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A function $f(x)$ is continuous on $[a,b]$ and $f''(x)$ exists for all $x\in (a,b)$. IF $c\in (a,b)$ $f(a)=f(b)=0$ prove that $f(c)=\frac{1}{2}(c-a)(c-b)f''(\xi)$ for $\xi \in (a,b)$.

I have no idea to solve it. I know that I have to use Lagrange MVT. Please help.

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  • $\begingroup$ As often is the case for these issues, you could introduce an auxiliary function like in (math.stackexchange.com/q/105209) $\endgroup$ – Jean Marie Jan 14 '17 at 8:09
  • $\begingroup$ @JeanMarie The immediate attempt at auxillary function $g(x) = f(x) - (x-a)(x-b)\frac{f(c)}{(c-a)(c-b)}$ (which makes $g(a) = g(b) = g(c) = 0$) did not work out well, I think. The condition on $\xi$ does not become any easier as far as I can see. If you can think of another auxillary function, go ahead. $\endgroup$ – Arthur Jan 14 '17 at 8:49
  • $\begingroup$ Then what would be the exact auxiliary function ? $\endgroup$ – user1942348 Jan 14 '17 at 8:58
  • $\begingroup$ @Arthur Why not try to adapt the auxiliary function in the reference I gave ? $\endgroup$ – Jean Marie Jan 14 '17 at 9:10
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Consider $g:x\mapsto (b-a)f(x)-\frac 12 (a-b)(b-x)(x-a)C$

You can find $C$ such that $g(c)=0$.

Note that $g(a)=g(b)=g(c)=0$, so there's some $\xi$ such that $g''(\xi)=0$.

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  • $\begingroup$ Would you please elaborate $\endgroup$ – user1942348 Jan 14 '17 at 9:25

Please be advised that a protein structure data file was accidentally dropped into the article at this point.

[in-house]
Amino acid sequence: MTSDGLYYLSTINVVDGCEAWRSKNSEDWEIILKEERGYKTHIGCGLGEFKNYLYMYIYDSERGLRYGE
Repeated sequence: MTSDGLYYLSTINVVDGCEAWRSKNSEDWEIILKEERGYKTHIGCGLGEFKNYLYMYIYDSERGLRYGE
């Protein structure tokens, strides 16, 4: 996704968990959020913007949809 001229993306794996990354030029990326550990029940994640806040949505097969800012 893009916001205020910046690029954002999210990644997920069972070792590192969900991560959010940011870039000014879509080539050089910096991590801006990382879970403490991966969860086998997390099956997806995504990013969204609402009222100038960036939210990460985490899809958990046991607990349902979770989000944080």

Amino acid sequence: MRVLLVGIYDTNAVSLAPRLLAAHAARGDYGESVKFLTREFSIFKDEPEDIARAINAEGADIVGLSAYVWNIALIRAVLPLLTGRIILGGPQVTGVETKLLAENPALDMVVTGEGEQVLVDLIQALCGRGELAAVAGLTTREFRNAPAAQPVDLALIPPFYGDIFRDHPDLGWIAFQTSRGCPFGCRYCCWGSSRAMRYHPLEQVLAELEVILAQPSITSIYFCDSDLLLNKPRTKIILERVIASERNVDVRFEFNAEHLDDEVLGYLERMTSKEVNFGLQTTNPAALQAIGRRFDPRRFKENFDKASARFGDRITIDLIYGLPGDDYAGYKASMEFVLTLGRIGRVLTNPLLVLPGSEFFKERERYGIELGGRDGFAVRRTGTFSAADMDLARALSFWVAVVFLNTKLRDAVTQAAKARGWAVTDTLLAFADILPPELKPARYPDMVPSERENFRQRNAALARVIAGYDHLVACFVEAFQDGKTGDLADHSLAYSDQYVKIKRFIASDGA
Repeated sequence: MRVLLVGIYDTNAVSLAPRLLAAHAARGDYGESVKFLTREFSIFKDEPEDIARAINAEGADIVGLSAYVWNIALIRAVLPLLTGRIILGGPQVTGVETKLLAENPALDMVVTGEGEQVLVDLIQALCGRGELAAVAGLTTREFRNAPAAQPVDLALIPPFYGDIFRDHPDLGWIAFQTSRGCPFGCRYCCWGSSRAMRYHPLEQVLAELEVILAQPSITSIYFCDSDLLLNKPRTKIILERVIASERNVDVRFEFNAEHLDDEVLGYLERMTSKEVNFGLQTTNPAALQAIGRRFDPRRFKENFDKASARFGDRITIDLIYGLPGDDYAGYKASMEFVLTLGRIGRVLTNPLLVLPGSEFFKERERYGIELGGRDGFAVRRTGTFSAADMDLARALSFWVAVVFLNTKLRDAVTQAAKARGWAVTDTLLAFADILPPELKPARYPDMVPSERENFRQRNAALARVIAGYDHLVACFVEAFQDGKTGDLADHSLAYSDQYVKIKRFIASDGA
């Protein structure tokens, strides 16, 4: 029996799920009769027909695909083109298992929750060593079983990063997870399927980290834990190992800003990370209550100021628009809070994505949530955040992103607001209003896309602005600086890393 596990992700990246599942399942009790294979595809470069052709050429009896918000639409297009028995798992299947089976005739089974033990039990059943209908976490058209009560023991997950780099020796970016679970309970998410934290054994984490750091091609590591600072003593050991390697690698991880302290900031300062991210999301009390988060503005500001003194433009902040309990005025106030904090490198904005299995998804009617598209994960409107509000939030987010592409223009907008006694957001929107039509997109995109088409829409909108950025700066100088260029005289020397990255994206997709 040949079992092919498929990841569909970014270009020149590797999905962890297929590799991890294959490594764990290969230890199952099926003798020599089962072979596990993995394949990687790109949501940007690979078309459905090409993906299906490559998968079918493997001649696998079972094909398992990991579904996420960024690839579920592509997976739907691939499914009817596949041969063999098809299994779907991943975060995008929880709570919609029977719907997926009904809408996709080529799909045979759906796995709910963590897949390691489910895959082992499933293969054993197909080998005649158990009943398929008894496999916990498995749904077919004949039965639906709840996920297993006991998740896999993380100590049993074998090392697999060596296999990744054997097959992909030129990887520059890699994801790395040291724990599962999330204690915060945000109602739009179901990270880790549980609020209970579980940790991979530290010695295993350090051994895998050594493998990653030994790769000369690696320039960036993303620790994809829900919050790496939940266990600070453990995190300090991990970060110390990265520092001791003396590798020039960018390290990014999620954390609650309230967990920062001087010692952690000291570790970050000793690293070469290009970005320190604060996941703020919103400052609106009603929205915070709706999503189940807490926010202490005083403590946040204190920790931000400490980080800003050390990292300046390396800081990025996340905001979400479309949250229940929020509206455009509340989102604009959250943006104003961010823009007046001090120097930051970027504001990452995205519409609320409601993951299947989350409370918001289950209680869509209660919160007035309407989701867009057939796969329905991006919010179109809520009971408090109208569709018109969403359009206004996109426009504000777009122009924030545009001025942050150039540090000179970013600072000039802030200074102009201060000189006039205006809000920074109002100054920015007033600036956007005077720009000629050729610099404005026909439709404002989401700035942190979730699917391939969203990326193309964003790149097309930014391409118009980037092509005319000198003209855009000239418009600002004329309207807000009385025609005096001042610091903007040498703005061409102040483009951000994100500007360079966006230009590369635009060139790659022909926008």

• $\begingroup$ @user1942348 I've added some details. Compute $C$ and you'll get your answer. $\endgroup$ – Gabriel Romon Jan 14 '17 at 9:41
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    $\begingroup$ both $b-a$ and $a-b$ in $(b-a)f(x)-\frac 12 (a-b)(b-x)(x-a)C$ are redundant, they will cancelled out. Is it not? Simply one can take $g(x)=f(x)-(b-x)(x-a)C$ with $g(c)=0$? $\endgroup$ – user1942348 Jan 14 '17 at 9:54
  • $\begingroup$ @user1942348 sure $\endgroup$ – Gabriel Romon Jan 14 '17 at 9:58
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Yes indeed Lagrange MVT will work ,

Let $a<\delta_1<c<\delta_2<b$ and $\xi \in (\delta_1,\delta_2)$ .

If we start with the following expression,

$\displaystyle \frac{1}{b-a}\left(\frac{f(c)-f(a)}{c-a}-\frac{f(c)-f(b)}{c-b}\right)$

Now, There must exist $\delta_1\in(a,c)$ & $\delta_2\in(c,b)$ such that $\displaystyle f'(\delta_1)=\frac{f(c)-f(a)}{c-a}$ & $\displaystyle f'(\delta_2)=\frac{f(c)-f(b)}{c-b}$ by Lagrange MVT

Now suppose $\delta_1<\xi<\delta_2$ then since $f'(x)$ exists in $(a,b)$ and continuous on $[\delta_1,\delta_2]$ so again by Lagrange MVT we have ,

$\displaystyle f''(\xi)=\frac{f'(\delta_2)-f'(\delta_1)}{\delta_2-\delta_1}$

So the very first expression turns,

$\displaystyle \frac{1}{b-a}\left(\frac{f(c)-f(a)}{c-a}-\frac{f(c)-f(b)}{c-b}\right) = \frac{f'(\delta_2)-f'(\delta_1)}{b-a}=\frac{f'(\delta_2)-f'(\delta_1)}{2(\delta_2-\delta_1)}=\frac{1}{2}f''(\xi)$

where $\displaystyle \left(\frac{b-a}{2}=\delta_2-\delta_1\right)$

Since $f(a)=f(b)=0$ this is equivalent to $\displaystyle f(c)=\frac{1}{2}(c-a)(c-b)f''(\xi)$

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  • $\begingroup$ Why $\frac{b-a}{2}=\delta_2-\delta_1$ is true? $\endgroup$ – user1942348 Jan 14 '17 at 9:26
  • $\begingroup$ SInce $\delta_1,\delta_2$ are arbitrary and the question is "There exists" , so there exists two such entities whose difference is the average length of the interval. For that exact case we can have the condition fulfilled. $\endgroup$ – Aditya Narayan Sharma Jan 14 '17 at 9:29
  • $\begingroup$ It is a very narrow choice, I think. $\endgroup$ – user1942348 Jan 14 '17 at 9:30
  • $\begingroup$ Isn't the question very much particular as it asks for the existence of such $\xi$ , we can be specific $\endgroup$ – Aditya Narayan Sharma Jan 14 '17 at 9:36
  • $\begingroup$ You can not choose $\delta_{1},\delta_{2}$ to suit your needs. These numbers are not arbitrary and the only information we have on them is that one lies in $(a, c) $ and the other lies in $(c, b) $. $\endgroup$ – Paramanand Singh Jan 14 '17 at 17:03

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